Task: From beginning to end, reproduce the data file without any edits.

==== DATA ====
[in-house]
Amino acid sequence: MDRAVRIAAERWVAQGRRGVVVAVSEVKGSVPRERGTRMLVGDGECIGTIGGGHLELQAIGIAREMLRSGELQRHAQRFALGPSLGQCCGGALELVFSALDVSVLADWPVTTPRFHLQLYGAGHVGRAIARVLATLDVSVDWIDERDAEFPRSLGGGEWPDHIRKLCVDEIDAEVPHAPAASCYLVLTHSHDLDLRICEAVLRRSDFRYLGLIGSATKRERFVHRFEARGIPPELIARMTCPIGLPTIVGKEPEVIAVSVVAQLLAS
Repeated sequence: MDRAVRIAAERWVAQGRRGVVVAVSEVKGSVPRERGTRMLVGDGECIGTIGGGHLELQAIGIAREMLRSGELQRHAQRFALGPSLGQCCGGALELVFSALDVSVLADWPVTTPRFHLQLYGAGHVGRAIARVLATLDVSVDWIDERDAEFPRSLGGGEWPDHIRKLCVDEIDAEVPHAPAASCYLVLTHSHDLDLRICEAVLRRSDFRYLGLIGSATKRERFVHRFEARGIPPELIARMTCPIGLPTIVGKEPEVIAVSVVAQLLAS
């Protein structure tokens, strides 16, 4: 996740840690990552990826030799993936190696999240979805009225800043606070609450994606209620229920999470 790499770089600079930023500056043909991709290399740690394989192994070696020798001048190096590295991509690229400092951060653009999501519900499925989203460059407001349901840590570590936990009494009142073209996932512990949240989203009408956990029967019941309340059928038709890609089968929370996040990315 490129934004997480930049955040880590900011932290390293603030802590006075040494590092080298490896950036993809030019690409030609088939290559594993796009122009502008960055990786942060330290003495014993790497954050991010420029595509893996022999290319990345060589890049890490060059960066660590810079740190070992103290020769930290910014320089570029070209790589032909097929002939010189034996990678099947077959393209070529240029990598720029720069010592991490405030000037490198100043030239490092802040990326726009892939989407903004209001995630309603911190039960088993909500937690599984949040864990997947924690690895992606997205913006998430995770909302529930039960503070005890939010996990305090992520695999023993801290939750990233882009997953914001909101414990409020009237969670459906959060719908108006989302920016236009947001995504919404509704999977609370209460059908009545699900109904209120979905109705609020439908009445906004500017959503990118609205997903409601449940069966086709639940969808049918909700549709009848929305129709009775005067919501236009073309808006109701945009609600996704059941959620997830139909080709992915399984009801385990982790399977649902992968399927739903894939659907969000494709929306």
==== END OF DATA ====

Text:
[in-house]
Amino acid sequence: MDRAVRIAAERWVAQGRRGVVVAVSEVKGSVPRERGTRMLVGDGECIGTIGGGHLELQAIGIAREMLRSGELQRHAQRFALGPSLGQCCGGALELVFSALDVSVLADWPVTTPRFHLQLYGAGHVGRAIARVLATLDVSVDWIDERDAEFPRSLGGGEWPDHIRKLCVDEIDAEVPHAPAASCYLVLTHSHDLDLRICEAVLRRSDFRYLGLIGSATKRERFVHRFEARGIPPELIARMTCPIGLPTIVGKEPEVIAVSVVAQLLAS
Repeated sequence: MDRAVRIAAERWVAQGRRGVVVAVSEVKGSVPRERGTRMLVGDGECIGTIGGGHLELQAIGIAREMLRSGELQRHAQRFALGPSLGQCCGGALELVFSALDVSVLADWPVTTPRFHLQLYGAGHVGRAIARVLATLDVSVDWIDERDAEFPRSLGGGEWPDHIRKLCVDEIDAEVPHAPAASCYLVLTHSHDLDLRICEAVLRRSDFRYLGLIGSATKRERFVHRFEARGIPPELIARMTCPIGLPTIVGKEPEVIAVSVVAQLLAS
């Protein structure tokens, strides 16, 4: 996740840690990552990826030799993936190696999240979805009225800043606070609450994606209620229920999470 790499770089600079930023500056043909991709290399740690394989192994070696020798001048190096590295991509690229400092951060653009999501519900499925989203460059407001349901840590570590936990009494009142073209996932512990949240989203009408956990029967019941309340059928038709890609089968929370996040990315 490129934004997480930049955040880590900011932290390293603030802590006075040494590092080298490896950036993809030019690409030609088939290559594993796009122009502008960055990786942060330290003495014993790497954050991010420029595509893996022999290319990345060589890049890490060059960066660590810079740190070992103290020769930290910014320089570029070209790589032909097929002939010189034996990678099947077959393209070529240029990598720029720069010592991490405030000037490198100043030239490092802040990326726009892939989407903004209001995630309603911190039960088993909500937690599984949040864990997947924690690895992606997205913006998430995770909302529930039960503070005890939010996990305090992520695999023993801290939750990233882009997953914001909101414990409020009237969670459906959060719908108006989302920016236009947001995504919404509704999977609370209460059908009545699900109904209120979905109705609020439908009445906004500017959503990118609205997903409601449940069966086709639940969808049918909700549709009848929305129709009775005067919501236009073309808006109701945009609600996704059941959620997830139909080709992915399984009801385990982790399977649902992968399927739903894939659907969000494709929306």